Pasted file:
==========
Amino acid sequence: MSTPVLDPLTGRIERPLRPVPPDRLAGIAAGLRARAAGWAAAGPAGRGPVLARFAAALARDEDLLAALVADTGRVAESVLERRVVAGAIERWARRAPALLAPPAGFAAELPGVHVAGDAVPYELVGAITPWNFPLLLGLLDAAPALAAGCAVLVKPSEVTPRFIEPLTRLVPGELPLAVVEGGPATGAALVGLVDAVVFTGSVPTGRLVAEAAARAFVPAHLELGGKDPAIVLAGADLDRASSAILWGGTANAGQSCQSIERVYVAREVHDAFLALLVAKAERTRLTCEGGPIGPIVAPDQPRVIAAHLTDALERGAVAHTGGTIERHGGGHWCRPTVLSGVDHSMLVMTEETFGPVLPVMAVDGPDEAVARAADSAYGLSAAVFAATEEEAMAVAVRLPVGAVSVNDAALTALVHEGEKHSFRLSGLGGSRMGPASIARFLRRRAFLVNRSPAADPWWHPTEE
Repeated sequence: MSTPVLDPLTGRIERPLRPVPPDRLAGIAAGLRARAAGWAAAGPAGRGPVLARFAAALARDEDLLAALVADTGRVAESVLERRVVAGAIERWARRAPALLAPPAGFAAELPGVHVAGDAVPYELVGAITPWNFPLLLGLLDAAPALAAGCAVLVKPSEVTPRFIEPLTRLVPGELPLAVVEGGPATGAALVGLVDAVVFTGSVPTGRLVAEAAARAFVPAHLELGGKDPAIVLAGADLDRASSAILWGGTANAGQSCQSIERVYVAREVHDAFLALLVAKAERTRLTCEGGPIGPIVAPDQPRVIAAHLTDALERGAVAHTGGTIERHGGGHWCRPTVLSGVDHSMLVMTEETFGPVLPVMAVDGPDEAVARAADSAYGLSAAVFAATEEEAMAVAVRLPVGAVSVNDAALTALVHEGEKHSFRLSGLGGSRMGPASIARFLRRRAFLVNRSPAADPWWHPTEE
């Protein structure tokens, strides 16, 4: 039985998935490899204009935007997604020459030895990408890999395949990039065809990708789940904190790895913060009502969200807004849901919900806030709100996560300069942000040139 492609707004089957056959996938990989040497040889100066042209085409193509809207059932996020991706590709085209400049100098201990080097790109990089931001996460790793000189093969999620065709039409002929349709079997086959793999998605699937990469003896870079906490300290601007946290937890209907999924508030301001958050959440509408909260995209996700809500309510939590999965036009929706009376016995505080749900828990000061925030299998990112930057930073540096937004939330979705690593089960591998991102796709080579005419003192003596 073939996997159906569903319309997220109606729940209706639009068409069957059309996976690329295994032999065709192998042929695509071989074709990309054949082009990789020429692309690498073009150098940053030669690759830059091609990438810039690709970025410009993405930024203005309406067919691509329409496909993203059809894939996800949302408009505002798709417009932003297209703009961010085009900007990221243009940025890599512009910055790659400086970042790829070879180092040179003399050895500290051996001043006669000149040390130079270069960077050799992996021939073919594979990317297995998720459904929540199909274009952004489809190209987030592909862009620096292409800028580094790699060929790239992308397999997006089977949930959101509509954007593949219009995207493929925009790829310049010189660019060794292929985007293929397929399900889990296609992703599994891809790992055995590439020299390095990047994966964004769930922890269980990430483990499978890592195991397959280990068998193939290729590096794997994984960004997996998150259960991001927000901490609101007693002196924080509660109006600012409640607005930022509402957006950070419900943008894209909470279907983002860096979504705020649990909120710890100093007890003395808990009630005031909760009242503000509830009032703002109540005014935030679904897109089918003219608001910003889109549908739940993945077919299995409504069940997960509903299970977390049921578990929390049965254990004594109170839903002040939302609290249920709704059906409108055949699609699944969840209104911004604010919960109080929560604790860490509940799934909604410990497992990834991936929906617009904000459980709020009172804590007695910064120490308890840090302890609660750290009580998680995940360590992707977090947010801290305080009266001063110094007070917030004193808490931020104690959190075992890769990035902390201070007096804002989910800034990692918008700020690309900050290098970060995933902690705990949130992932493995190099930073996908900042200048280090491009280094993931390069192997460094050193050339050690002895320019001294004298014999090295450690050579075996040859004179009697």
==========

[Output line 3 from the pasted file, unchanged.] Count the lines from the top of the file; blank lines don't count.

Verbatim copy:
């Protein structure tokens, strides 16, 4: 039985998935490899204009935007997604020459030895990408890999395949990039065809990708789940904190790895913060009502969200807004849901919900806030709100996560300069942000040139 492609707004089957056959996938990989040497040889100066042209085409193509809207059932996020991706590709085209400049100098201990080097790109990089931001996460790793000189093969999620065709039409002929349709079997086959793999998605699937990469003896870079906490300290601007946290937890209907999924508030301001958050959440509408909260995209996700809500309510939590999965036009929706009376016995505080749900828990000061925030299998990112930057930073540096937004939330979705690593089960591998991102796709080579005419003192003596 073939996997159906569903319309997220109606729940209706639009068409069957059309996976690329295994032999065709192998042929695509071989074709990309054949082009990789020429692309690498073009150098940053030669690759830059091609990438810039690709970025410009993405930024203005309406067919691509329409496909993203059809894939996800949302408009505002798709417009932003297209703009961010085009900007990221243009940025890599512009910055790659400086970042790829070879180092040179003399050895500290051996001043006669000149040390130079270069960077050799992996021939073919594979990317297995998720459904929540199909274009952004489809190209987030592909862009620096292409800028580094790699060929790239992308397999997006089977949930959101509509954007593949219009995207493929925009790829310049010189660019060794292929985007293929397929399900889990296609992703599994891809790992055995590439020299390095990047994966964004769930922890269980990430483990499978890592195991397959280990068998193939290729590096794997994984960004997996998150259960991001927000901490609101007693002196924080509660109006600012409640607005930022509402957006950070419900943008894209909470279907983002860096979504705020649990909120710890100093007890003395808990009630005031909760009242503000509830009032703002109540005014935030679904897109089918003219608001910003889109549908739940993945077919299995409504069940997960509903299970977390049921578990929390049965254990004594109170839903002040939302609290249920709704059906409108055949699609699944969840209104911004604010919960109080929560604790860490509940799934909604410990497992990834991936929906617009904000459980709020009172804590007695910064120490308890840090302890609660750290009580998680995940360590992707977090947010801290305080009266001063110094007070917030004193808490931020104690959190075992890769990035902390201070007096804002989910800034990692918008700020690309900050290098970060995933902690705990949130992932493995190099930073996908900042200048280090491009280094993931390069192997460094050193050339050690002895320019001294004298014999090295450690050579075996040859004179009697």